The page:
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A decade ago this month, then-Quebec premier Jean Charest called on two prominent academics to help him solve the collective identity crisis then threatening to rip his province apart. Punting the problem of how to reconcile Quebec's secularist values with the rights of the province's growing Muslim minority to Charles Taylor and Gérard Bouchard seemed like the politically expedient thing to do with a provincial election looming and no easy solution in sight.

Mr. Charest's first reaction to the tabling of the Bouchard-Taylor report a year later was to reject outright its call for the crucifix to be moved from Quebec's National Assembly to a museum of parliamentary history. His decision was entrenched in a motion adopted that very day in the legislature. It was the first sign that the Bouchard-Taylor report would create more problems than it solved in a society dominated by cafeteria secularists still attached to their Catholic past.

Now, even Prof. Taylor agrees. Conceding that he never really believed in his report's principal recommendation – that individuals invested with the "coercive" powers of the state be prohibited from wearing religious symbols – the esteemed philosopher said this week that the events of the past decade have convinced him that Quebec should abandon the idea of legislating in this area altogether. Any such law would probably be unconstitutional anyway. More important, the stigmatization of the province's Muslim minority in the debates that followed his report, and the subsequent Parti Québécois government's attempt to adopt a charter of Quebec values that would have extended the ban on religious symbols to all state employees, gave licence to a xenophobic minority of Quebeckers to act on their discriminatory views, Prof. Taylor said.

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The 85-year-old philosopher concluded that the recent attack on a Quebec City mosque that left six worshippers dead prompted a rare expression of solidarity that must not be squandered by reopening divisive debates over Muslim headgear. It's time for Quebec to move on – and heal.

Unfortunately, Prof. Taylor's words of wisdom will be all but ignored, in part because the co-author of the Bouchard-Taylor report profoundly disagrees with them. For Prof. Bouchard, a sociologist and the brother of former PQ premier Lucien Bouchard, it is precisely the failure of politicians to act on his report's recommendations that led to an increase in hate crimes and discriminatory attitudes toward Muslims. For him, it's "urgent" to legislate the rules of religious accommodation now to prevent this debate from boiling over again in the future.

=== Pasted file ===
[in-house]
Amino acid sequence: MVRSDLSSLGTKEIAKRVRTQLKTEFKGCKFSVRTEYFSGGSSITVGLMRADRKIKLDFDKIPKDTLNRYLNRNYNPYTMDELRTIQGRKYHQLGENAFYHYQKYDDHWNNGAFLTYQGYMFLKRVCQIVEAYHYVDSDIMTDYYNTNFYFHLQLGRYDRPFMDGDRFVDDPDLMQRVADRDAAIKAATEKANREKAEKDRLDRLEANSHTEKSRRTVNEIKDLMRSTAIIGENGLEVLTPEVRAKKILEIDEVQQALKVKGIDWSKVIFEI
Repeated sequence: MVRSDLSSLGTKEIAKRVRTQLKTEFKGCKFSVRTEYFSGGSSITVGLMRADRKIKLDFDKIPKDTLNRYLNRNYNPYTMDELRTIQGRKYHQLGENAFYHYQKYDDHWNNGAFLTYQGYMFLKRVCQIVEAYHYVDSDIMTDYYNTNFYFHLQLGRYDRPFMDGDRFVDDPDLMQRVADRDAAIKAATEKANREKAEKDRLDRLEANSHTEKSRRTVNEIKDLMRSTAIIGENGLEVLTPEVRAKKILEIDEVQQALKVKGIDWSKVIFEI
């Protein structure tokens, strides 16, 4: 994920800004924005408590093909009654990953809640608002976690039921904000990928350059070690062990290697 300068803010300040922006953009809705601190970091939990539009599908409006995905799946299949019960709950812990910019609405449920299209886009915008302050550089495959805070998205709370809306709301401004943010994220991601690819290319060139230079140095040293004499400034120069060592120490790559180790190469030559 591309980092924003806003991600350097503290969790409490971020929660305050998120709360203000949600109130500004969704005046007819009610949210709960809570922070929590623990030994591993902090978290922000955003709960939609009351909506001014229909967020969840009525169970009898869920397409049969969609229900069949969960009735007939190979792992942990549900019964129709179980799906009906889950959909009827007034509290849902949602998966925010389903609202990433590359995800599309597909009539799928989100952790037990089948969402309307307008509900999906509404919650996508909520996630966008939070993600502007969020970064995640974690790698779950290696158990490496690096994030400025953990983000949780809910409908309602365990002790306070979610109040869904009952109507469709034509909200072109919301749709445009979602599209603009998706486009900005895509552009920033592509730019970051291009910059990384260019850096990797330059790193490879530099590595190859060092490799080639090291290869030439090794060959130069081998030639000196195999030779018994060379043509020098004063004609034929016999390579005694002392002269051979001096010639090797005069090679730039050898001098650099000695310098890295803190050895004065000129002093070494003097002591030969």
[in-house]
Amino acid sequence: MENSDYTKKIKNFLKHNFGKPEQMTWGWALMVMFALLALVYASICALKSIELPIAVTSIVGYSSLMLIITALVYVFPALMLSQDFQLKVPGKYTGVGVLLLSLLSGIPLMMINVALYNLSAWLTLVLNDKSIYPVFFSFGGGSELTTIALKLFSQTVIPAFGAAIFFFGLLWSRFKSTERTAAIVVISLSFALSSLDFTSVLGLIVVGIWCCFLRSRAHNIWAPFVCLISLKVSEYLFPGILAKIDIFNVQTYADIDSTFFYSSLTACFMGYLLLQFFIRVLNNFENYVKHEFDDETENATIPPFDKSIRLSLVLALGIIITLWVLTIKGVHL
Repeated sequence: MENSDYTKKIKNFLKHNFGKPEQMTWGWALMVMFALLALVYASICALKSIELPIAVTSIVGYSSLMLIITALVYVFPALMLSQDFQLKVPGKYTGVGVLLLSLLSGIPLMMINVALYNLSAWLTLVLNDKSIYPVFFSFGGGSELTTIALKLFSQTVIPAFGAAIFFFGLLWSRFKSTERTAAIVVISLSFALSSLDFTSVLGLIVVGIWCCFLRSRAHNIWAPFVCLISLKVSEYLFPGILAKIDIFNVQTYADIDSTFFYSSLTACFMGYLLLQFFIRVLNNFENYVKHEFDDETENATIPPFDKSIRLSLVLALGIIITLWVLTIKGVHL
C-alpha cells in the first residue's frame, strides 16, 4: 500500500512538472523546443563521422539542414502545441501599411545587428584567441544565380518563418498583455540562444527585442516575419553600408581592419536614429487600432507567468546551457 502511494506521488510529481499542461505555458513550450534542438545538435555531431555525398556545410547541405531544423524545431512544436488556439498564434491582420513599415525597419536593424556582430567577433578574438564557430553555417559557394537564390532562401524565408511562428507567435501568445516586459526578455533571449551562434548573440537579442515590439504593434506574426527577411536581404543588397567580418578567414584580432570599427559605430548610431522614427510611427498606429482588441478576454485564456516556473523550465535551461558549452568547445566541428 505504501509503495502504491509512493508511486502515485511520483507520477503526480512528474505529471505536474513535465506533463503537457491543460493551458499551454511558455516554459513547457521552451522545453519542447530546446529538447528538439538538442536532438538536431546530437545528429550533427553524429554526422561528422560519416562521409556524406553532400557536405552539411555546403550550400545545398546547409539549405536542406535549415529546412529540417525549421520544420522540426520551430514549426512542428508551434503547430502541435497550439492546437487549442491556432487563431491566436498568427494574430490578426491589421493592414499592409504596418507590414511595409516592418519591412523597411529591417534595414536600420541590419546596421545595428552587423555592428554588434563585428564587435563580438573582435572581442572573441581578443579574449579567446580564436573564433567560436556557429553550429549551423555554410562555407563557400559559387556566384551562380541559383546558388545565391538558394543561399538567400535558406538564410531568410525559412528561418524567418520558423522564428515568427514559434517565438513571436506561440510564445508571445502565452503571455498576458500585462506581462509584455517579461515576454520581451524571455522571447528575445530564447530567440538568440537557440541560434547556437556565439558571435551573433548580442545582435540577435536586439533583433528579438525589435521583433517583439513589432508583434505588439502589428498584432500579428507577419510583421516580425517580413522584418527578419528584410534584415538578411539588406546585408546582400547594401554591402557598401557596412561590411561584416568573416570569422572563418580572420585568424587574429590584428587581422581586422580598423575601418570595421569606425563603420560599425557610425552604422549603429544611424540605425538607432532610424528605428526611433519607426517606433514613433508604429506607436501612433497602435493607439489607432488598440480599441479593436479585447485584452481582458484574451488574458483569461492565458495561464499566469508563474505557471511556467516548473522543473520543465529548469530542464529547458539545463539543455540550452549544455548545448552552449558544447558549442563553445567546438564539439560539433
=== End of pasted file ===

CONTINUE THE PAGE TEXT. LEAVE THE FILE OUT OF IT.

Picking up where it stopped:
Prof. Bouchard's point of view reflects one of his report's fundamental observations. Though a majority in their home province, francophone Quebeckers with Catholic roots still consider themselves a threatened minority and expect newcomers to understand this. "What's just happened in Quebec," the 2008 report noted, "gives the impression of a face-to-face between two minorities, each asking the other to accommodate it… We can conclude that Québécois of French-Canadian ascendance are still not very comfortable with the cumulation of their two statuses – majority in Quebec, minority in Canada and North America."

A decade later, not much has changed. The current Liberal government of Premier Philippe Couillard, which depends on the overwhelming support of the province's anglophone and immigrant populations to win elections, once again finds itself awkwardly trying to prevent an unresolved identity crisis from again becoming a political one. It has proposed legislation establishing the parameters of the state's religious neutrality that would ban face coverings among those who dispense or receive government services.

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The opposition PQ and Coalition Avenir Québec naturally think the Liberal legislation is too timid and, barely a week after the Quebec City shooting, said they would only support it if it also included Bouchard-Taylor's proposal to ban police officers, judges and prison guards from wearing religious symbols. Coalition Avenur Québec Leader François Legault called the idea a "compromise."

Indeed, the opposition is attempting to exploit divisions within the Liberal caucus itself. Liberal MNA's from outside the Montreal area are worried that a failure to address the debate over religious accommodation could lead to their defeat in the 2018 election, just as it did in 2007. Hence, Mr. Couillard's government reportedly considered adopting Bouchard-Taylor's recommendations after the Jan. 29 mosque shooting. But the Premier ultimately could not stomach the idea. Prof. Taylor's volte-face vindicates Mr. Couillard. But it is a small consolation for the Premier. A decade after Bouchard-Taylor, Quebec is still no closer to reconciling its religious past and present.

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